• @Zboson I don't know about vectorization, but restrict on MSVC does work for other things. I've gotten significant speedups from it. (yes on MSVC) – Mysticial Mar 17 '15 at 8:40
  • @Mysticial, okay, that's good to know. I only tried it in that question. I quit using MSVC awhile back. BTW, why do you still use MSVC? – Z boson Mar 17 '15 at 8:42
1

On CPUs with AVX there is very little penalty for using misaligned loads - I would suggest trading this small penalty off against all the extra logic you're using to check for alignment etc and just have a single loop + scalar code to handle any residual elements:

   for (i = 0; i <= cnt - 8; i += 8)
   {
        __m256 x = _mm256_loadu_ps(src1 + i); 
        __m256 y = _mm256_loadu_ps(src2 + i); 
        __m256 z = _mm256_mul_ps(x, y); 
        _mm256_storeu_ps(dst + i, z);
   }
   for ( ; i < cnt; i++)
   {
       dst[i] = src1[i] * src2[i];
   }

Better still, make sure that your buffers are all 32 byte aligned in the first place and then just use aligned loads/stores.

Note that performing a single arithmetic operation in a loop like this is generally a bad approach with SIMD - execution time will be largely dominated by loads and stores - you should try to combine this multiplication with other SIMD operations to mitigate the load/store cost.

  • Well, as you can see from the numbers my implementation in ASM was actually quite faster, say 10% than IPPs and the difference was that I did all the work with alignments and my branches are most likely very bad :). So probably the difference could be even bigger. However true, I just checked on a newest CPU with Haswell and the difference was much smaller there, but still there was some. Since this routine (and similar ones) is use A LOT, I'm really keen to get the best performance possible. – mrzacek mrzacek Mar 17 '15 at 12:08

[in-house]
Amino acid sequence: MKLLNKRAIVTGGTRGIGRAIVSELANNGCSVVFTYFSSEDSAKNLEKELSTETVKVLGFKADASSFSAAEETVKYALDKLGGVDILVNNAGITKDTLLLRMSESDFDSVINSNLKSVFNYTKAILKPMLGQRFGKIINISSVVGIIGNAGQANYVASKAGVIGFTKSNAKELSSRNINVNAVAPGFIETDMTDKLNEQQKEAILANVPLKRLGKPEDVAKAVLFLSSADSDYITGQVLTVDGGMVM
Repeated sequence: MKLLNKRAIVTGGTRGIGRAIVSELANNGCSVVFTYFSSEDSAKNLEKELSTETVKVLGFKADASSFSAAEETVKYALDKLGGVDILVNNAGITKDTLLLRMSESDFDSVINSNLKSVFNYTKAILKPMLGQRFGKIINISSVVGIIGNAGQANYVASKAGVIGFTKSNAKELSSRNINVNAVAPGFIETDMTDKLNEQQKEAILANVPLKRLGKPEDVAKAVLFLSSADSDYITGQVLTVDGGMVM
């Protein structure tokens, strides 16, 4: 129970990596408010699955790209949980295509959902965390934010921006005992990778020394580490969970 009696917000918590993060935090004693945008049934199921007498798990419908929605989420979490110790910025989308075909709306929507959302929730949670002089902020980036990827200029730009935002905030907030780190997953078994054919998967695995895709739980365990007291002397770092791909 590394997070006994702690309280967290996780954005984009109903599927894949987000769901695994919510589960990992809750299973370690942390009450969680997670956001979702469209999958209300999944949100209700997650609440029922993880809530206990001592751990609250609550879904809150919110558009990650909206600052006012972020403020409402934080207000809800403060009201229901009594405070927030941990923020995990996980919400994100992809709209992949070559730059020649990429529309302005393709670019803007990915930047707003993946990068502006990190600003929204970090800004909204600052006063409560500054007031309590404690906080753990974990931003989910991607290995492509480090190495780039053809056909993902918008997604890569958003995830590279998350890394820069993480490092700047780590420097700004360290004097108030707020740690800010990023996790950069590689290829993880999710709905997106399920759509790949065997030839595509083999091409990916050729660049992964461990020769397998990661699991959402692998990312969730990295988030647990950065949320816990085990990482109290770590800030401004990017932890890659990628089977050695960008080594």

• I just tried your code on the Haswell i7 and it is actually 2x slower than my ASM implementation. I strongly believe the alignment is relevant really. – mrzacek mrzacek Mar 17 '15 at 12:14
  • Thanks - useful to know that my hunch was wrong. Please note my final paragraph though - I/O is your main bottleneck so you should try to combine more operations with the single multiply that you have currently. – Paul R Mar 17 '15 at 12:39
  • I just tried with Intel Compiler and same thing. From my experience intel's code is pretty much the same when it comes to performance, just MUCH bigger. About the other load/store mitigation - I understand, but in many cases this is all I need to do - multiply 2 arrays. – mrzacek mrzacek Mar 17 '15 at 13:44